Response of Capacitance Probes to Soil Solution Nitrate Concentration

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2009-06-01
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Kaleita, Amy
Birrell, Stuart
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Kaleita, Amy
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Birrell, Stuart
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Agricultural and Biosystems Engineering

Since 1905, the Department of Agricultural Engineering, now the Department of Agricultural and Biosystems Engineering (ABE), has been a leader in providing engineering solutions to agricultural problems in the United States and the world. The department’s original mission was to mechanize agriculture. That mission has evolved to encompass a global view of the entire food production system–the wise management of natural resources in the production, processing, storage, handling, and use of food fiber and other biological products.

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In 1905 Agricultural Engineering was recognized as a subdivision of the Department of Agronomy, and in 1907 it was recognized as a unique department. It was renamed the Department of Agricultural and Biosystems Engineering in 1990. The department merged with the Department of Industrial Education and Technology in 2004.

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1905–present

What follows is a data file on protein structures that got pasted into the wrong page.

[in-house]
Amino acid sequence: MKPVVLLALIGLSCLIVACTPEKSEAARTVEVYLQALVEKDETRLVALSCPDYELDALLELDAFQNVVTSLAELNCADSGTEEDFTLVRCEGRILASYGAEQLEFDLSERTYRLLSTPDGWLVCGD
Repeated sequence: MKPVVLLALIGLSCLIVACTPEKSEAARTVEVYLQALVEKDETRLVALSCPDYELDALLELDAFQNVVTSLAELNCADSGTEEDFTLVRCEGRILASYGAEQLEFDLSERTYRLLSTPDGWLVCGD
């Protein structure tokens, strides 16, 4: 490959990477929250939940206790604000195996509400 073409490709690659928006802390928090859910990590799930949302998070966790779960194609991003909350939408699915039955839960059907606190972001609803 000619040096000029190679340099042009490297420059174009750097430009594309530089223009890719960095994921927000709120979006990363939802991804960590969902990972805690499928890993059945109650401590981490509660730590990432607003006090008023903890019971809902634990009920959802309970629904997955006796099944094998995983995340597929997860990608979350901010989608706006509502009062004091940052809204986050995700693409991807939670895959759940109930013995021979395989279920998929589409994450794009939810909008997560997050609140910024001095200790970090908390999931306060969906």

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  • Department of Agricultural Engineering (1907–1990)

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Agricultural and Biosystems Engineering
Abstract

Dielectric properties of soil are highly correlated with volumetric water content (VWC) of the medium, but at a relatively low frequency soil salinity has an important effect on permittivity measurements. A laboratory experiment was conducted to understand the potential of monitoring nitrate and chloride ions in soil solutions using capacitance-type soil probes EC-5 and EC-10 operating at frequencies of 70 and 5 MHz, respectively. Dielectric response of soil samples wetted with nitrate and chloride solutions of different concentration were compared at each frequency within the volumetric water content ranging from 0.1 to 0.3 m3/m3. Linear regression models were fitted through data to correlate the actual VWC, concentration of solutions, soil temperature and sensor output. At 70 MHz frequency the sensor response was primarily explained by moisture content for both solutions. Dielectric response of the EC-10 probe to change in ionic concentration was different for each wetting solution. Change in chlorine concentration demonstrated no evidence of having effect on the sensor response, while nitrate solution illustrated that the EC-10 probe is sensitive to the change in nitrate-N concentration within the water content and salinity range tested (from 0.05 to 0.51 dS/m). None of the fitted models demonstrated the statistically significant effect of temperature on dielectric measurements due to the little variation of the temperature (+/- 1.5°C) during the experiment.

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This is an ASABE Meeting Presentation, Paper No. 097211.

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Thu Jan 01 00:00:00 UTC 2009